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Risk Takers and History Makers: Mexican Women of the World War II Generation

Escaping poverty and revolution and lured by prospective employment in agriculture, mining, transportation, and the building trades, more than one million Mexicans migrated to the United States between 1910 and 1930, an estimated one-tenth to one-eighth of Mexico’s population. They settled into existing southwestern barrios and created new communities primarily in the Southwest and Midwest. Family migration was common. For Pasquala Esparza, journeying to El Paso with her nine-year-old daughter Jesusita and infant Raquel, the United States represented a safe haven from domestic abuse. Decades later Jesusita reflected: “My mother got married again and things did not work. I guess they did not work because I was mistreated, too, you know.”

A sense of refuge, however, eluded many Mexican American children and their parents. For women who came of age during the 1930s and 1940s, citizenship mattered little. During the early 1930s, one-third of the ethnic Mexican population in the United States (more than one million people) were either deported or repatriated to Mexico even though an estimated 60 percent were native US citizens, mostly children. Viewed as foreign usurpers of American jobs and as unworthy burdens on charity rolls, Mexicans were the only immigrants targeted for removal. They were either summarily deported by immigration agencies or persuaded to depart voluntarily by duplicitous social workers who greatly exaggerated the opportunities awaiting them south of the border. Emilia Castañeda and her family were forced to leave with little warning, even though her father, a recent widower, was a US legal resident and Emilia a citizen by birth. From the age of nine to nineteen, she lived in Mexico under dire circumstances. In her words: “We lived under a tree and a tent for awhile. We had no running water and we had to hang our food on ropes so the rats wouldn’t get it.” Now over ninety years old, Castañeda gives inspiring talks to schoolchildren about her experiences as she advocates for the inclusion of Depression-era deportations as part of the California K−12 History-Social Science Framework.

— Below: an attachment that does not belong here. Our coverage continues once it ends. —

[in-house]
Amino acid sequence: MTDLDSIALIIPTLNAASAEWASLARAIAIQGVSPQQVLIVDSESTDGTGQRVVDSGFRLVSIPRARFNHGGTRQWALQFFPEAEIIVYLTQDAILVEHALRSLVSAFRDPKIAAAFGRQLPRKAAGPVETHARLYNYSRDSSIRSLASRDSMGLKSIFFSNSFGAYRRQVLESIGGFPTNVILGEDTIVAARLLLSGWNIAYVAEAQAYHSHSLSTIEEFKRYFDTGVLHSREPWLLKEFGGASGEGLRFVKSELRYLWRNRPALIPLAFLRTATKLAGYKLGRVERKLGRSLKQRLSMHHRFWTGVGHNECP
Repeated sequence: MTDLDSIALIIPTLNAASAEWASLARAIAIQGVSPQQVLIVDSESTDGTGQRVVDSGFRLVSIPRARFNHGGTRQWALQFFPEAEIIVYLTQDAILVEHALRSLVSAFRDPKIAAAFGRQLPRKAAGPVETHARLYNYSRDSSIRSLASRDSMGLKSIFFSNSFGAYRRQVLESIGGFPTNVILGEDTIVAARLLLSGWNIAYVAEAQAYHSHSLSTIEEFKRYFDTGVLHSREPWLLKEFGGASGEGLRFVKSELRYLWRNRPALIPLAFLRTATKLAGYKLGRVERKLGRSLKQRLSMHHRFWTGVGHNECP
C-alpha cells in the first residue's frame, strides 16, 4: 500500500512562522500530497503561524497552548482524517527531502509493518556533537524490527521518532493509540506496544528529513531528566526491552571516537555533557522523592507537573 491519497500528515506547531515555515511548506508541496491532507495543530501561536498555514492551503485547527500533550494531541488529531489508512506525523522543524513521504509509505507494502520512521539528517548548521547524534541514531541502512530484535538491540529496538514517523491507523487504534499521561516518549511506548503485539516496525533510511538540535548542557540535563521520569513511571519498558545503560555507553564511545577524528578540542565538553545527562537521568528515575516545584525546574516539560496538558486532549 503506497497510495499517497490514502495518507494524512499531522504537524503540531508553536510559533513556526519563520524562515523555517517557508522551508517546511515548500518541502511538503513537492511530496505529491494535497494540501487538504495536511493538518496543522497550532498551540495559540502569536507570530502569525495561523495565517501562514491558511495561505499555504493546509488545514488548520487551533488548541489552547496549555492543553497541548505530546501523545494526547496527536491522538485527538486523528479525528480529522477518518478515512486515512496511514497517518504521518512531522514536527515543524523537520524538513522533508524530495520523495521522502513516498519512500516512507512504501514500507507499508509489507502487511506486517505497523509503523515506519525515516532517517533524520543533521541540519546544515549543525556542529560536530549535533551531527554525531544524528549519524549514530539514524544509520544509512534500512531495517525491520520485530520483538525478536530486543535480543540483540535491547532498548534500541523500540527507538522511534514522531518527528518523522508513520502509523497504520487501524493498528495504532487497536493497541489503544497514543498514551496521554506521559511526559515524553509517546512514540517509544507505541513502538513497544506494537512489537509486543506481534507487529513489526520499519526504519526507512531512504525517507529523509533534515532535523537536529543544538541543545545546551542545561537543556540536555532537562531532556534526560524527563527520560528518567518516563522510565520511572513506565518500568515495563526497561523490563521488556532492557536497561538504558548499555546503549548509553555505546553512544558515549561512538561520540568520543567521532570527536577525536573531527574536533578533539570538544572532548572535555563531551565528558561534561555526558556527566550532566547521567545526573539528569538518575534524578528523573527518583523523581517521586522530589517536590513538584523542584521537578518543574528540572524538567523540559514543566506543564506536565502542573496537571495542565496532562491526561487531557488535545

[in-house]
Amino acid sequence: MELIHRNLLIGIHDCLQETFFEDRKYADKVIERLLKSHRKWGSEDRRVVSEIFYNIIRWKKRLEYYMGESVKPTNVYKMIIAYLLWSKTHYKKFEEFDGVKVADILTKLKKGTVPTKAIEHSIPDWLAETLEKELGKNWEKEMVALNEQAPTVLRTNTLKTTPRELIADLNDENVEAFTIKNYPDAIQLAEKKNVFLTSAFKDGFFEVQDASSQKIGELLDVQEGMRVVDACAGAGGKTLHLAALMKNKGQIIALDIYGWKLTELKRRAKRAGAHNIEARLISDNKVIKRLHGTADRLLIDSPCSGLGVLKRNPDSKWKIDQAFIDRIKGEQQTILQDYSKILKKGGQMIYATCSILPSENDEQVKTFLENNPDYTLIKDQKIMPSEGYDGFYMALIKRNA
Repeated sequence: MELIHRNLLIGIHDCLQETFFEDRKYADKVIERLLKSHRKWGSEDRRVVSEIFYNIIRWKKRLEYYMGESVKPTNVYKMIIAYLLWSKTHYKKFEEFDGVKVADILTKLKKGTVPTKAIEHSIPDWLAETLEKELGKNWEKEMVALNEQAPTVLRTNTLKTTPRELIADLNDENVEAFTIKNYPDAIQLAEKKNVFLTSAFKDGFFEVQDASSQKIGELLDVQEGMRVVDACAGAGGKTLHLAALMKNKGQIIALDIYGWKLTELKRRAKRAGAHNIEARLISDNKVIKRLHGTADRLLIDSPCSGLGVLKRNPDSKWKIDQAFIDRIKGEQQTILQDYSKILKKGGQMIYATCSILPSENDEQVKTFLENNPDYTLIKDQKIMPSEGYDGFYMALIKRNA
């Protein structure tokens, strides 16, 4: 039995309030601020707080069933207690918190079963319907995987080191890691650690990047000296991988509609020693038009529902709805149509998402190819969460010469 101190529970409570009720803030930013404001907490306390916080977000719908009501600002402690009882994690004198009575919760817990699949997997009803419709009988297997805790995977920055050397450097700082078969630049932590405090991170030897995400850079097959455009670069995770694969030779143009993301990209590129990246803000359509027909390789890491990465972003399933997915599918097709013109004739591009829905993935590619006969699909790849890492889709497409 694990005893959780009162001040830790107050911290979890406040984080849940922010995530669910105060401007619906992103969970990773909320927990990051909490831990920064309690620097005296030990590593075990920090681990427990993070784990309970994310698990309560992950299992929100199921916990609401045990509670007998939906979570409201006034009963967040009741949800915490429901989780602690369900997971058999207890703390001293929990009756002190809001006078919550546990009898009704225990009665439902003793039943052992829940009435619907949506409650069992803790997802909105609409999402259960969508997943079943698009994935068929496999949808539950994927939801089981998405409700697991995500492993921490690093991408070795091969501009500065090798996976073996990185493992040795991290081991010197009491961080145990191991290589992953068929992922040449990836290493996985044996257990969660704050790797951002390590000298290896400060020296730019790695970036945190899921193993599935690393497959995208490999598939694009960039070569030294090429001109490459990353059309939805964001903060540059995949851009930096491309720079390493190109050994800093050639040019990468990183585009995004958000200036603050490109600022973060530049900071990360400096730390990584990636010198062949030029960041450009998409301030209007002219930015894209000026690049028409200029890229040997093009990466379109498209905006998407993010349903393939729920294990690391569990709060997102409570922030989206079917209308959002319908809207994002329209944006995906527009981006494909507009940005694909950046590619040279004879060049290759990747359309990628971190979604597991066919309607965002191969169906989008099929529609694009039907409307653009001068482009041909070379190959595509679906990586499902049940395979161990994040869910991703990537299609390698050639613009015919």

Read entire article at History Now